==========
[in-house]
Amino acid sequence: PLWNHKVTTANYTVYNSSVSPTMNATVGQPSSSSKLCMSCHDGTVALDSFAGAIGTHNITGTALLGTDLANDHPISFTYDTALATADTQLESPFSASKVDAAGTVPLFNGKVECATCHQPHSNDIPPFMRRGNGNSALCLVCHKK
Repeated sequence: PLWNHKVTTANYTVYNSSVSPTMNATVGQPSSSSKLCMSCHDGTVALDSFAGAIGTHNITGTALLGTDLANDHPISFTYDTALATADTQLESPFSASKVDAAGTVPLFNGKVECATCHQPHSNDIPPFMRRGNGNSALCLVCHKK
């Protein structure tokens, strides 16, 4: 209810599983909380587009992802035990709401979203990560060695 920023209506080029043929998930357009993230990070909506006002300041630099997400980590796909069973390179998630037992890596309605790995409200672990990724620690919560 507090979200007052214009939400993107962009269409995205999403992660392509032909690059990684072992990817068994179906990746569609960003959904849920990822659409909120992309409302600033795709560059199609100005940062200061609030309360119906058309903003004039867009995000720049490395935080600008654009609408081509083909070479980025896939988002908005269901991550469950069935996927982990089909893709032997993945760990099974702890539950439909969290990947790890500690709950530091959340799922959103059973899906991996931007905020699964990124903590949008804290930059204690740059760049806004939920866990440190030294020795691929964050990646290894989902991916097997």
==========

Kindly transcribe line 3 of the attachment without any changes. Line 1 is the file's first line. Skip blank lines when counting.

Repeated sequence: PLWNHKVTTANYTVYNSSVSPTMNATVGQPSSSSKLCMSCHDGTVALDSFAGAIGTHNITGTALLGTDLANDHPISFTYDTALATADTQLESPFSASKVDAAGTVPLFNGKVECATCHQPHSNDIPPFMRRGNGNSALCLVCHKK